Infographic: five rules for driving conversions via Facebook Exchange advertising

Facebook Exchange

How do you get the most from advertising on Facebook Exchange? We’ve spent the last nine months collecting conversion data from more than 1.5 billion FBX campaign impressions and can now reveal the top five things you need to know to drive successful conversion activity. Read More »

‘Brand is still King’ – patents can be a distraction

angry birdsThe ‘NOT SO SECRET E-COMMERCE ENTREPRENEUR’ continues… I do not know if Angry Birds, Moshi Monsters and The Sims have patents attached to them or not.

Either way I bet their rip roaring success is down more to the ‘traditional virtues’ of brand building – rather than a complex set of inventive digital coding steps. I say this because from time to time I get asked if I have any patents attached to the design of the AMANO Tongue Cleanser. The precise answer I give (after a slow intake of breathe) depends on how much I believe the questioner’s mind is set to ‘receive mode’.

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Understanding how to engage with consumers on their own terms

listening to customersOften, one of the hardest things for marketers to decide is exactly what they should do next. The beauty of social media is that every second of every day, customers are telling businesses precisely what they want, why they want it, and how they want to get it. You just have to listen.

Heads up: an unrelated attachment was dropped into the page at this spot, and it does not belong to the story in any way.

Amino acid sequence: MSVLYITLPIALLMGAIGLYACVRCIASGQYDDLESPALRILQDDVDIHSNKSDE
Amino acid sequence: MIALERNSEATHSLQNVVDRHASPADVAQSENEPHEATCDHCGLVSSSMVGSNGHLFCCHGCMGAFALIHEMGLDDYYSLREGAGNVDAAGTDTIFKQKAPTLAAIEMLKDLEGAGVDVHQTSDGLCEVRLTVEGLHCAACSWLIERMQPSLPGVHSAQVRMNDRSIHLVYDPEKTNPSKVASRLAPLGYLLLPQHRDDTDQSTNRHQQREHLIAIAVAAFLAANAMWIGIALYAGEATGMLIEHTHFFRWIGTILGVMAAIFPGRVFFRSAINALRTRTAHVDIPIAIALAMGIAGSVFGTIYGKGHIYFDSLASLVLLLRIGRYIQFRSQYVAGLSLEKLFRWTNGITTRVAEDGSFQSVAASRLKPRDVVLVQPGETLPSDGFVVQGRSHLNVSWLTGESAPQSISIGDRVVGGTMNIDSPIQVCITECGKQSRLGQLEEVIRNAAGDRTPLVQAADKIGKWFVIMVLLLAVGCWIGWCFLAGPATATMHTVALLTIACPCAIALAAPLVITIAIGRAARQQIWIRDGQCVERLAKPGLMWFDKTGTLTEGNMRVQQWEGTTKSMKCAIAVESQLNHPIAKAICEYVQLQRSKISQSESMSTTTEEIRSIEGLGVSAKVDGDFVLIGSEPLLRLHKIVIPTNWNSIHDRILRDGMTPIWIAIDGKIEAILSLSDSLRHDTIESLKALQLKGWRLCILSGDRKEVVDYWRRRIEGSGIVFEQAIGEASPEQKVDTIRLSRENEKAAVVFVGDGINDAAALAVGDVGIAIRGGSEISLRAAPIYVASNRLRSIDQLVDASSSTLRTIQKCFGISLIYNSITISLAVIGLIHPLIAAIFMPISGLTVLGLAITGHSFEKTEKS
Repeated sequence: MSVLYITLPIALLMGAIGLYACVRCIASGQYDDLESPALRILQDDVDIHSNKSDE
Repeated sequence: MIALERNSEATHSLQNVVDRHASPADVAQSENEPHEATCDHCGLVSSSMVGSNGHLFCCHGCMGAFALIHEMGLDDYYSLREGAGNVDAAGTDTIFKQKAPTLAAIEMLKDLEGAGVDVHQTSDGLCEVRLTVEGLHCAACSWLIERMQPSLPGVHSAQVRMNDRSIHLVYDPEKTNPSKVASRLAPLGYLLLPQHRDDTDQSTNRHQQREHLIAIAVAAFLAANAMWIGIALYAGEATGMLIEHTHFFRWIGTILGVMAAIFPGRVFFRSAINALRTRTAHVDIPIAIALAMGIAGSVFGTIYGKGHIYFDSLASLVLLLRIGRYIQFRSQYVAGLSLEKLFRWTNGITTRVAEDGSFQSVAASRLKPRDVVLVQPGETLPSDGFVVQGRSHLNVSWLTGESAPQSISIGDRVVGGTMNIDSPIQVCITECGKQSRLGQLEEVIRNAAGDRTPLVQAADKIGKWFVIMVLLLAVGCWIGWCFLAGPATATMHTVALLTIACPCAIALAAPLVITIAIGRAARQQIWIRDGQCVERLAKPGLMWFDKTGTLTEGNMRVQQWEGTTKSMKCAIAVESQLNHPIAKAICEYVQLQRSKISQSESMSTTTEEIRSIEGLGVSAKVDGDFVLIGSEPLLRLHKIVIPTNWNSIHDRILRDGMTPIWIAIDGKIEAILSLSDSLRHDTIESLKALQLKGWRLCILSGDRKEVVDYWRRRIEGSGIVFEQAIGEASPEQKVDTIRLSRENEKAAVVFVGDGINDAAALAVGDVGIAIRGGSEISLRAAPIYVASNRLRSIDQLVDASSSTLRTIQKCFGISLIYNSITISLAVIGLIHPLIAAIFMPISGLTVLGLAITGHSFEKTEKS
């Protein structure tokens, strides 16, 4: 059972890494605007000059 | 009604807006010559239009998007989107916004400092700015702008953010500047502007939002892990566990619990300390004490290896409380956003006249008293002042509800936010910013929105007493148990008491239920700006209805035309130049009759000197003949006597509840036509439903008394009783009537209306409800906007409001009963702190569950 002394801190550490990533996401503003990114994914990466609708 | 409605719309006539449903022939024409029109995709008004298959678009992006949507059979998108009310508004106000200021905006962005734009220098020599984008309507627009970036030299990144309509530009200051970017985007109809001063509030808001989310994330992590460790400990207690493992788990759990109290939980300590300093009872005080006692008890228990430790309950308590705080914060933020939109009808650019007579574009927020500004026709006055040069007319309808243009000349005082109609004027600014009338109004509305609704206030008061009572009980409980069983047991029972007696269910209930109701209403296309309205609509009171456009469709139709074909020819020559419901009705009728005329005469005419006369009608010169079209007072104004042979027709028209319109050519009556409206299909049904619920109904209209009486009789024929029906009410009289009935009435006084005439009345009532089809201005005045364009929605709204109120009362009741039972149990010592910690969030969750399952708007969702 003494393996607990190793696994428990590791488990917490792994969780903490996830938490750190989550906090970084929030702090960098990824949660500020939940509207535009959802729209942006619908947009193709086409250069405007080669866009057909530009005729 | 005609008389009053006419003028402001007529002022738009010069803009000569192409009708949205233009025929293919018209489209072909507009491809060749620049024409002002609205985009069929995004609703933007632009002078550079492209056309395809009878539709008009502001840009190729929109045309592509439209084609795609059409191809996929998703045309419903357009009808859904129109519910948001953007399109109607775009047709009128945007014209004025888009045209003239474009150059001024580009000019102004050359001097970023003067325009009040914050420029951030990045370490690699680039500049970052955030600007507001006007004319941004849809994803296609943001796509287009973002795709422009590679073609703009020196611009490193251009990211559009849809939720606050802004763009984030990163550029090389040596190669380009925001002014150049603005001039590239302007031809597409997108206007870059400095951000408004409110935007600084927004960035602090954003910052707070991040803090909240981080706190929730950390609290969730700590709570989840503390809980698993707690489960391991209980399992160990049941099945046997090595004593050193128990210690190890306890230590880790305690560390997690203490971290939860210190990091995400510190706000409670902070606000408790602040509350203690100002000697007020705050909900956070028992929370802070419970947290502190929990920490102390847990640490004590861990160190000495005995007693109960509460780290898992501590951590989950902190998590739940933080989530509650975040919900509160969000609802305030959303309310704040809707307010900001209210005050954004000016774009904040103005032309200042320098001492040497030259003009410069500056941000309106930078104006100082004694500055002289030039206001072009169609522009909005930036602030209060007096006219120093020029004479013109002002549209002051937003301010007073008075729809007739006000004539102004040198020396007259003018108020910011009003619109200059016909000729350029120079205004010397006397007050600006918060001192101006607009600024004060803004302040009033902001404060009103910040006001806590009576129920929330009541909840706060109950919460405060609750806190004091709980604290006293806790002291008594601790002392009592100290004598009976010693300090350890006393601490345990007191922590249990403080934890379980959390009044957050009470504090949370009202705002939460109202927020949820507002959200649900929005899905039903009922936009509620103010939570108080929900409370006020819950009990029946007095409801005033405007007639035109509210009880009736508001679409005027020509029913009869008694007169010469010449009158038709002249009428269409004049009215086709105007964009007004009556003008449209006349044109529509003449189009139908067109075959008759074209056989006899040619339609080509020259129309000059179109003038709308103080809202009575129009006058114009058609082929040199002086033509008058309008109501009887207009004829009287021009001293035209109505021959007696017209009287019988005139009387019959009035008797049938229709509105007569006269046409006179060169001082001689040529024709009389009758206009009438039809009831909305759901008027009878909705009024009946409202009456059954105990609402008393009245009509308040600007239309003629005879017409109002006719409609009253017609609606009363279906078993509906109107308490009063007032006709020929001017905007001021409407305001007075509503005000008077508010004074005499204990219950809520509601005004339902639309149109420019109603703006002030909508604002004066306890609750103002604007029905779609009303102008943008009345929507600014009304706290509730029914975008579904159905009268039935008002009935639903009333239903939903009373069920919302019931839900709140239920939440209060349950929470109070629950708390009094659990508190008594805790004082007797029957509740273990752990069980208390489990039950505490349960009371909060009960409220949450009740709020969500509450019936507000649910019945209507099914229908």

Social media is the single largest source of unsolicited consumer opinions the world has ever seen. It’s an incredibly powerful channel for marketers to capture and distil this data for business use. In many ways this is market research turned on its head – we never need ask anyone a question, and yet they continue to offer opinions, insights and perspectives about us, our products, our competitors and their products – by the billion, day in day out. And what’s more, it’s a mostly untapped resource.

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‘Kiss me first’ – clever brand tie-in or a level of personalisation too far?

Kiss Me First appA new book exploring our digital lives – Kiss Me First by Lottie Moggach – has come up with an innovative way to promote itself. You log into the app with Facebook - and it uses its access to your personal details to show just how easy it could be to impersonate you online. The book explores the murky world of our online personas, and how they can be exploited.

A video begins; a person using Facebook. But they’re logging into your Facebook, complete with your profile photo and updates from your friends on your timeline. A spreadsheet is shown full of your personal information. The execution of the app is convincing – it even showed the imposter talking to my boyfriend on Facebook chat. It’s very clever, and a little chilling; you see exactly how easy it would be to have your identity stolen.

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How Google and Waze are revolutionising real-time data

wazeJust over a week ago, Google bought up what, up until now, has been seen as a thriving, yet not hugely influential social network call Waze. A niche network of drivers who use the service to report traffic problems, and so help the community avoid jams, Waze is a fantastic example of real-time data driving genuine results for users. Google is to be commended for seeing the far reaching potential of such a technology, and almost prescient in understanding how real-time data can be used across the technology spectrum. Read More »